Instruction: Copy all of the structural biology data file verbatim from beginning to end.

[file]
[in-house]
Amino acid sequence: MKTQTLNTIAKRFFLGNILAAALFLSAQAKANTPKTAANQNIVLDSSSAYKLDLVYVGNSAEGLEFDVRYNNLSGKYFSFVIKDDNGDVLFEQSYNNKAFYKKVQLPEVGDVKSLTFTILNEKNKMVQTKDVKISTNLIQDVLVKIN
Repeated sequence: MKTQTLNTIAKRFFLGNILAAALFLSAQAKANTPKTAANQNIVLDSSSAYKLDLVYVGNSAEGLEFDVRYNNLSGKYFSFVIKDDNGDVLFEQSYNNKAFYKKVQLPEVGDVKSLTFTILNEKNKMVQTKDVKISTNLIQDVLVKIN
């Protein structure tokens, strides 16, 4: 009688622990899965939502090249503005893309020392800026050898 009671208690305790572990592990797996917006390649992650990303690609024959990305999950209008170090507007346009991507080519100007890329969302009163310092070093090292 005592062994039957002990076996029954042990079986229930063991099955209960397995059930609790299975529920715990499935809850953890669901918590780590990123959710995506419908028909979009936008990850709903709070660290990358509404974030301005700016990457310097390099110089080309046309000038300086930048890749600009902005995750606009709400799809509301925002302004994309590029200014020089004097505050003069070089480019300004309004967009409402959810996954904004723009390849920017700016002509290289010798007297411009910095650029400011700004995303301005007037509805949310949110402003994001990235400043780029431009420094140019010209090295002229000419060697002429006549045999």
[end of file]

[in-house]
Amino acid sequence: MKTQTLNTIAKRFFLGNILAAALFLSAQAKANTPKTAANQNIVLDSSSAYKLDLVYVGNSAEGLEFDVRYNNLSGKYFSFVIKDDNGDVLFEQSYNNKAFYKKVQLPEVGDVKSLTFTILNEKNKMVQTKDVKISTNLIQDVLVKIN
Repeated sequence: MKTQTLNTIAKRFFLGNILAAALFLSAQAKANTPKTAANQNIVLDSSSAYKLDLVYVGNSAEGLEFDVRYNNLSGKYFSFVIKDDNGDVLFEQSYNNKAFYKKVQLPEVGDVKSLTFTILNEKNKMVQTKDVKISTNLIQDVLVKIN
């Protein structure tokens, strides 16, 4: 009688622990899965939502090249503005893309020392800026050898 009671208690305790572990592990797996917006390649992650990303690609024959990305999950209008170090507007346009991507080519100007890329969302009163310092070093090292 005592062994039957002990076996029954042990079986229930063991099955209960397995059930609790299975529920715990499935809850953890669901918590780590990123959710995506419908028909979009936008990850709903709070660290990358509404974030301005700016990457310097390099110089080309046309000038300086930048890749600009902005995750606009709400799809509301925002302004994309590029200014020089004097505050003069070089480019300004309004967009409402959810996954904004723009390849920017700016002509290289010798007297411009910095650029400011700004995303301005007037509805949310949110402003994001990235400043780029431009420094140019010209090295002229000419060697002429006549045999």